The Fundamentals are Key to a Sensational Gardening Adventure
Many times I have been asked, “How to grow a vegetable garden?”
My suggestion to beginner gardeners is to start small the first year…maybe a 75 to 150 square feet plot…or 4 to 6 containers…no more than 3 or 4 vegetables and, maybe a few herbs. Tomatoes are a popular first choice. Leaf lettuce, cucumbers, and green beans are also good.
You will grow confidence in your successes as a vegetable gardener and reap the benefits of your labor with each bite into your home-grown produce. Next year, if you have additional space available, you can add other types of plants.
I grew up hearing P.L.A.N.T. constantly.
It’s an acronym my father pounded into me. And, it has served me well throughout my gardening life:
What vegetables and herbs do you want to grow that work well in your area and which ones do you enjoy?
Do you want to buy plants or seeds? Plants can make your life easier but are more expensive than seeds. If you’re doing container gardening or, only want a few plants, then this may be for you. Inexpensive seeds are usually my choice.
What vegetables will need more space than others? (Think “zucchini”, which can overrun a very large area!) Tomatoes also need at least 3 to 4 feet between plants and rows.
Will your garden be in-ground, raised, or in containers?
What is your garden layout?
You don’t want to plant shorter plants in places where other taller plants might keep them from getting direct sunlight. You should also try to rotate your garden, if possible, meaning…don’t plant the same plants in the same place every year because it may deplete the soil and you will spend more time and money spreading fertilizer.
Where are you going to put your garden?
Look for an area that gets at least 6 to 8 hours of sunshine, preferably on the south side of your house. If your plants stay in the shade all the time, their growth will either be stunted or the plants may grow 2 or 3 times higher than normal (trying to reach the sun). The vegetables will be few and far between…and, they will not look healthy or be flavorful.
What vegetable plants thrive in your neck of the woods? Some may work great in other areas but not yours.
How big will your garden be? I heartily recommend that beginner gardeners start with a small plot. The successes will be smaller but…so will the failures…and, there will be much less chance to be discouraged. As you gain experience and knowledge year after year, you can increase your gardening space and the variety of vegetables you plant.
What type of soil preparation will you need? For in-ground or raised gardens, it’s a good idea to have the soil tested each year at least for the first couple of years. Most counties have a cooperative extension service that will send your soil sample to a local university for testing. The cost is usually around $8 or $10 and, in a couple of weeks, you will get a report detailing what type and how much fertilizer you should add to your garden and that will maximize your growing success.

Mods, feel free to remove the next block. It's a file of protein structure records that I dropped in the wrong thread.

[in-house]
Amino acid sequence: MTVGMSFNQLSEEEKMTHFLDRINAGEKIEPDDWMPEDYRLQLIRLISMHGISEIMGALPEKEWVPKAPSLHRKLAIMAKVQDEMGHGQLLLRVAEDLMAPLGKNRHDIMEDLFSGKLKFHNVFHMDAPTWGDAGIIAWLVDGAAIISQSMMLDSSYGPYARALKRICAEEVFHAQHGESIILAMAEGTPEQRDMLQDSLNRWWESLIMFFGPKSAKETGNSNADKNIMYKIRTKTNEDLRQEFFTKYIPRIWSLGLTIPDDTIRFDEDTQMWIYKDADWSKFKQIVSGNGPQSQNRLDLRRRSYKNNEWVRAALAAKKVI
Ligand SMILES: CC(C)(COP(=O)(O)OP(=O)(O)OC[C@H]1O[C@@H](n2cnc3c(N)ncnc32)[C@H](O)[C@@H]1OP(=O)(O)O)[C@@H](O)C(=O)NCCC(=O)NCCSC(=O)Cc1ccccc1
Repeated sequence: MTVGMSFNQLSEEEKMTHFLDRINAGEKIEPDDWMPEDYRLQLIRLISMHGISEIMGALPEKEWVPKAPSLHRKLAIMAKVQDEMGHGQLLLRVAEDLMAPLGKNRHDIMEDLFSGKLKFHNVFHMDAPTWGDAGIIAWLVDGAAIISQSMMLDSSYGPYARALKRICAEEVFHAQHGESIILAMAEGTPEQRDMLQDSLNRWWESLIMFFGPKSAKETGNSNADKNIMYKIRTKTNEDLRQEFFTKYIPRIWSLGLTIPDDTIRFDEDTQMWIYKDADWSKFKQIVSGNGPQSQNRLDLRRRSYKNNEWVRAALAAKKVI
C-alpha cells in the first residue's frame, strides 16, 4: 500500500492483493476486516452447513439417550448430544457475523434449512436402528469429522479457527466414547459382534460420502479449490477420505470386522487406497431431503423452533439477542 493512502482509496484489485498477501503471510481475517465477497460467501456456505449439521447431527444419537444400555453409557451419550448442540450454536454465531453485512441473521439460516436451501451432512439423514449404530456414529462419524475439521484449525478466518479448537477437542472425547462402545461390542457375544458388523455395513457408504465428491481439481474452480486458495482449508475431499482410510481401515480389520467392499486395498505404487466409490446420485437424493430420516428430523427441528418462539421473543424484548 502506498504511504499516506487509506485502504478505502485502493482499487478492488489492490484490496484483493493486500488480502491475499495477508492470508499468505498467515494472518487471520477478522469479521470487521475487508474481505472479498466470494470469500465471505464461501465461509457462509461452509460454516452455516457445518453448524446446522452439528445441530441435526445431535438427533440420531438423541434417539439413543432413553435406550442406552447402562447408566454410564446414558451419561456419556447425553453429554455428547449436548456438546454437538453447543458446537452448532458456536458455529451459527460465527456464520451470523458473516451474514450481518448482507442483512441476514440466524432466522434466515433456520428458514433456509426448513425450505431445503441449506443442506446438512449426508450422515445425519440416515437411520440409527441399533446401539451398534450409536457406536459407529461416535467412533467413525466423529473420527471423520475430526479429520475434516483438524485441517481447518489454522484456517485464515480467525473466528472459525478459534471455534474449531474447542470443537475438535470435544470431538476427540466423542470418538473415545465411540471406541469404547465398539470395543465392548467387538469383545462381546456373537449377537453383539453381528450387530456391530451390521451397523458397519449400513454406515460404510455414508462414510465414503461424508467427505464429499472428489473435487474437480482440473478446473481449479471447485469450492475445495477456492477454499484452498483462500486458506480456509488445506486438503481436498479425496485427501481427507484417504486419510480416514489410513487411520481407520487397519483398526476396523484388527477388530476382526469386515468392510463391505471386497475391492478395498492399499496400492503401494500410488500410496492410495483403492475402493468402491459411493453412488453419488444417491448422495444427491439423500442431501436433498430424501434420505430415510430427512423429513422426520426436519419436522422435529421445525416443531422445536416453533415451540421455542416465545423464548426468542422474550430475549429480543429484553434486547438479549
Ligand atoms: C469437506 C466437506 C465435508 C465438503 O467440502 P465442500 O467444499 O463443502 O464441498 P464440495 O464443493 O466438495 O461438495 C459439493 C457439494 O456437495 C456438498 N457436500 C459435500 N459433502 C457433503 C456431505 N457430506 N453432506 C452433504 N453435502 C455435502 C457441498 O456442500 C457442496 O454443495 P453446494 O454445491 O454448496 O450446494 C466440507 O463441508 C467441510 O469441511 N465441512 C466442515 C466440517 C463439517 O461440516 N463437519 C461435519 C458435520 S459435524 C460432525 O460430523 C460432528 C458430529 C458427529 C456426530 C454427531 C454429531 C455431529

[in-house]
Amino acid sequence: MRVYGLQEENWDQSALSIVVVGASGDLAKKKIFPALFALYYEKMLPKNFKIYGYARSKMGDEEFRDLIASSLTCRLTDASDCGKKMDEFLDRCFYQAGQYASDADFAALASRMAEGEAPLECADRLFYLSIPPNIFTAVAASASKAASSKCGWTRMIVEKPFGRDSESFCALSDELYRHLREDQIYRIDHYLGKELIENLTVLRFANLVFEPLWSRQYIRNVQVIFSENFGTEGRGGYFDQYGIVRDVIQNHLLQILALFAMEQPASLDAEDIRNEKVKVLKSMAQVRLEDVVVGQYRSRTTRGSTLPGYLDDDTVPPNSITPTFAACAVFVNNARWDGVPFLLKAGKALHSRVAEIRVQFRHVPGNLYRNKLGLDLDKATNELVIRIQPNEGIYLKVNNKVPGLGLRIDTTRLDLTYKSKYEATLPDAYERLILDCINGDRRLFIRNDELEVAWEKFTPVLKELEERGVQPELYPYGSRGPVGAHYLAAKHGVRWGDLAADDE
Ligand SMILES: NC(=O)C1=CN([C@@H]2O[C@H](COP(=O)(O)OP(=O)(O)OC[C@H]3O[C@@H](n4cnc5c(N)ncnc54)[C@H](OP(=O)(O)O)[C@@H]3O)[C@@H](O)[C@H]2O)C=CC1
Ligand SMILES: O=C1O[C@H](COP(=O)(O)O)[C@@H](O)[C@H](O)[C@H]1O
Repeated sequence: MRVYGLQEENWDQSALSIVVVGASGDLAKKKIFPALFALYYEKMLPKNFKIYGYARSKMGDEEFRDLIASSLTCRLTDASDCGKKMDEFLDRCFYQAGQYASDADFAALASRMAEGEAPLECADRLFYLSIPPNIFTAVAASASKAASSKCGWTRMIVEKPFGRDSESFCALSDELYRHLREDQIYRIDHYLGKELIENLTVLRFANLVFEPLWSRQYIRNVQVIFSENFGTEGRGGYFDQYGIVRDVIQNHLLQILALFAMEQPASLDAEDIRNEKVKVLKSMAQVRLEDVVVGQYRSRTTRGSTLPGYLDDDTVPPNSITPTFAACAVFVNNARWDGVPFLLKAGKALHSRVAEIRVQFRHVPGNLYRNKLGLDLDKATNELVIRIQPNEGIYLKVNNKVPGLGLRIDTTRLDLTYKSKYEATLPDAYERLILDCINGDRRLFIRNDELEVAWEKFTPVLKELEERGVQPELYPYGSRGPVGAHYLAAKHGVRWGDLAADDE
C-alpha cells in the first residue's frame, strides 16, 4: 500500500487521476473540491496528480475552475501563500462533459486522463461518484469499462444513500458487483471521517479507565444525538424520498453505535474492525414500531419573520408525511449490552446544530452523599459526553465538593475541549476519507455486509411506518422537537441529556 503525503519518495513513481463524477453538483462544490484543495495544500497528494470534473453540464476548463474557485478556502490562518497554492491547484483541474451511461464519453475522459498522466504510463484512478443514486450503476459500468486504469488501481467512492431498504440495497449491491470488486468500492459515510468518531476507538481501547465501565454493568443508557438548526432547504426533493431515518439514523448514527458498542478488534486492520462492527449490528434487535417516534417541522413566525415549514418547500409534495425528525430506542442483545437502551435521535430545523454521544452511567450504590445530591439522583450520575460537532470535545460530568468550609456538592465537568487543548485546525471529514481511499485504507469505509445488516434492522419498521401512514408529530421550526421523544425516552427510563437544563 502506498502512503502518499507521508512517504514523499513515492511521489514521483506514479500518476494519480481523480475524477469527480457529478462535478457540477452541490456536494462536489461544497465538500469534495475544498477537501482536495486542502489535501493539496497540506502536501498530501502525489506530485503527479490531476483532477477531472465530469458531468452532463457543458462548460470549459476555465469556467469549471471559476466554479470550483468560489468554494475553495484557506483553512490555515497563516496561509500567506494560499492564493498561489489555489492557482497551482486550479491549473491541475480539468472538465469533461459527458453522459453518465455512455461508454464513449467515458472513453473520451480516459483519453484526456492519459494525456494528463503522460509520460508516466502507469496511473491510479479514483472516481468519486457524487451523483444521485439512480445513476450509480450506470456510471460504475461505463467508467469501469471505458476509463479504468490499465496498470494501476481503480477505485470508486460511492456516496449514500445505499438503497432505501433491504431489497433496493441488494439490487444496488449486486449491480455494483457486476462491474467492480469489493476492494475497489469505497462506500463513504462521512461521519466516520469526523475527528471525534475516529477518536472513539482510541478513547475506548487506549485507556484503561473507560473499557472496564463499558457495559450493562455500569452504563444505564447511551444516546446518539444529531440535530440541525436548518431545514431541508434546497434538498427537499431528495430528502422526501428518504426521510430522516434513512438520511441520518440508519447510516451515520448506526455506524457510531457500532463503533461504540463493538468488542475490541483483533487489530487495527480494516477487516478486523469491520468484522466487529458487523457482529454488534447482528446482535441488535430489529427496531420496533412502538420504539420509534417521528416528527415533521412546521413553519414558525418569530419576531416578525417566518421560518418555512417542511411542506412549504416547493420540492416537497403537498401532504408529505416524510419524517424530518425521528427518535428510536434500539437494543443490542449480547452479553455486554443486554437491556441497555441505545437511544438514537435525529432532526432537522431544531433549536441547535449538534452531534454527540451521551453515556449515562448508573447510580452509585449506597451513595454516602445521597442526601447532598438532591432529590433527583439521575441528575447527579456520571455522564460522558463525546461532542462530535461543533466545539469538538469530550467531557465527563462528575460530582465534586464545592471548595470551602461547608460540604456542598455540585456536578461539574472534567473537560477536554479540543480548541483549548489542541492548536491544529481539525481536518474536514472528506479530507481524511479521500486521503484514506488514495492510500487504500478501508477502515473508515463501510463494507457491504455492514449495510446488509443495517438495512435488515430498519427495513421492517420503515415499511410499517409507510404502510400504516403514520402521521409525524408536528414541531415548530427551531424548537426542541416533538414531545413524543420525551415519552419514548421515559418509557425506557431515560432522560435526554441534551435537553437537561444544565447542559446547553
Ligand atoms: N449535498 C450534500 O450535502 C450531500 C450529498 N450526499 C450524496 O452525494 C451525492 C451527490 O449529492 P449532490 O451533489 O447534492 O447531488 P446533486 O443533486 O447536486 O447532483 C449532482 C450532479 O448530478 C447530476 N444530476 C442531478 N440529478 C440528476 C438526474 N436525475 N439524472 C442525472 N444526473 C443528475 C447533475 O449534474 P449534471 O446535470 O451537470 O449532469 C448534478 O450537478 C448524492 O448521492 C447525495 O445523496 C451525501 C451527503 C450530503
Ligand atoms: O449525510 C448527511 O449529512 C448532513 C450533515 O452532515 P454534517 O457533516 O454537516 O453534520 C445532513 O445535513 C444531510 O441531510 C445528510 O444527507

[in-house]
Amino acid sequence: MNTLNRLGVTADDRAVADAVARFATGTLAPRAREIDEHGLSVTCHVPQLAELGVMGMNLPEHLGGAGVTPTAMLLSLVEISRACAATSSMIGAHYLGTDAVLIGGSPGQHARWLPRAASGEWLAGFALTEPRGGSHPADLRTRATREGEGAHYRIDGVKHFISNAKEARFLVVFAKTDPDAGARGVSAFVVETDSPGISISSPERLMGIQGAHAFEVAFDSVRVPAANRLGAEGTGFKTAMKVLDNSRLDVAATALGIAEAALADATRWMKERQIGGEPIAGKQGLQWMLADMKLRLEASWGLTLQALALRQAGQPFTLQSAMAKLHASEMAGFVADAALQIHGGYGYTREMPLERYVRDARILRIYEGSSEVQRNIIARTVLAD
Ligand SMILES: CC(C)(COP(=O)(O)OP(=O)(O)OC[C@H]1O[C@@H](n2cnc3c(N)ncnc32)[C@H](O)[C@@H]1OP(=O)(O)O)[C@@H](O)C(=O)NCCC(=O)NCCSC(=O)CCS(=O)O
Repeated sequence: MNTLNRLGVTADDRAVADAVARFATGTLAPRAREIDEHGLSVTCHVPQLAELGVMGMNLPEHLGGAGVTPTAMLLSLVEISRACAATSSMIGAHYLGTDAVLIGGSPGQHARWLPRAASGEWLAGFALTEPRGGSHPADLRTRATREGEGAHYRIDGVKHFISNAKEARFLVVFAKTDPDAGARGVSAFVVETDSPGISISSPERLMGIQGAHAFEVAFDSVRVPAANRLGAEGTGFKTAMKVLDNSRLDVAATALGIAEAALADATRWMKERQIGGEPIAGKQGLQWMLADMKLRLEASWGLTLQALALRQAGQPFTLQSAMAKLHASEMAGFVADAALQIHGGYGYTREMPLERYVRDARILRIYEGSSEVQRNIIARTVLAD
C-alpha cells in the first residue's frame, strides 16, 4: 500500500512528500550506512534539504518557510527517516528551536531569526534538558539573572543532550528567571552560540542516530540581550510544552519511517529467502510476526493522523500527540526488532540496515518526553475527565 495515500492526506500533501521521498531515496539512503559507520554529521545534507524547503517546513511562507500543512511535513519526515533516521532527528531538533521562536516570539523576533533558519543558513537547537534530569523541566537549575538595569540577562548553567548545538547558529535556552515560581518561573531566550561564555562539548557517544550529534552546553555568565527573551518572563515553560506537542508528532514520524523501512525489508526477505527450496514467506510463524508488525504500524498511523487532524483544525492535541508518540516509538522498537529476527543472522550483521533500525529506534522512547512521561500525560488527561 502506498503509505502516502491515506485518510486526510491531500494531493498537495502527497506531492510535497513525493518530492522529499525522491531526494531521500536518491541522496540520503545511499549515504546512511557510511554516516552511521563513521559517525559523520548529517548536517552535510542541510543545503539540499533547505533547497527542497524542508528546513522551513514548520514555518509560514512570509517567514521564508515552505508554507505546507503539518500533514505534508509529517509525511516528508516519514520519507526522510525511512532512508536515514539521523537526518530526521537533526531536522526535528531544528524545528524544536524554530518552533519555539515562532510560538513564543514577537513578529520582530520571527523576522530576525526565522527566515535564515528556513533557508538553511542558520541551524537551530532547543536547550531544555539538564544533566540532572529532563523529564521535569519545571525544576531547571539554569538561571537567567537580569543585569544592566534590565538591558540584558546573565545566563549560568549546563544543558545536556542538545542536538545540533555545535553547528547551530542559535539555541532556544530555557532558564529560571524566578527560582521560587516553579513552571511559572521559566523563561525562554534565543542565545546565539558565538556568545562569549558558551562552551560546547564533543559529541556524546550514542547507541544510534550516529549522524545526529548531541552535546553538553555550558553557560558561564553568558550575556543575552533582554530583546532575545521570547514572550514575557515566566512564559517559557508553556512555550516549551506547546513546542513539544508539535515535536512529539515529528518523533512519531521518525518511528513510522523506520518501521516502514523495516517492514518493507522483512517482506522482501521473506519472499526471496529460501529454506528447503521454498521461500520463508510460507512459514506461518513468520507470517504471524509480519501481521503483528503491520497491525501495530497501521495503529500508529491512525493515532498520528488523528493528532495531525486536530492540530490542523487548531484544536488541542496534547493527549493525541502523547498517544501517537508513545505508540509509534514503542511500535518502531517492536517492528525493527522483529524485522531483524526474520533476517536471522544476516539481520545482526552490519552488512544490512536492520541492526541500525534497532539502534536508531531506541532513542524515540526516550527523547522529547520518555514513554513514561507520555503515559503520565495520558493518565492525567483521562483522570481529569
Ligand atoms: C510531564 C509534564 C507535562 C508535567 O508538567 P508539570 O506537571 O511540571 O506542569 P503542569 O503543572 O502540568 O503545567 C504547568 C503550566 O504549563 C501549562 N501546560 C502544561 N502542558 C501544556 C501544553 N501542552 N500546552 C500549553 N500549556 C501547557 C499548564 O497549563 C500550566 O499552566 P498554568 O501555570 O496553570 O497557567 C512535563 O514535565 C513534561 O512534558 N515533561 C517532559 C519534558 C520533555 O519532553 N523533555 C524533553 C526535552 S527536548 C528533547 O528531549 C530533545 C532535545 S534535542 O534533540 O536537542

When will you start planting?
A good rule of thumb is WAIT until after the last expected frost. Freezing cold can kill your plants.
Planting season can start as early as March and as late as the end of May. Your local county cooperative extension can help with this.
How many hours each week can you dedicate to your garden? Consider just some of the gardening tasks you will be doing:
- Soil testing
- Seed germination
- Transplanting and hardening off seedlings – I enthusiastically recommend using grow lights for transplanted seedlings. The lights are a superior way to offer veggie plants more chlorophyll-producing illumination than limited sunshine through a window.
- Tilling – Your soil should be soft and loose, so roots can easily penetrate. And, it should have good drainage, to guard against root rot and other plant diseases.
- Planting and pruning
- Weeding and mulching
- Bug and disease control
- Food preservation
As you browse through the pages of this website, you will find more detailed advice, information, and articles that will enhance your ability to cultivate a thriving garden.
Remember…grass is just a backyard vegetable garden in waiting!
Is the P.L.A.N.T. philosophy a part of your gardening technique? Do you have other acronyms or tricks that are successful for your veggie growing? Type a comment below and tell me about it! You can email me as well: firstname.lastname@example.org.
I came…I saw…and I gardened !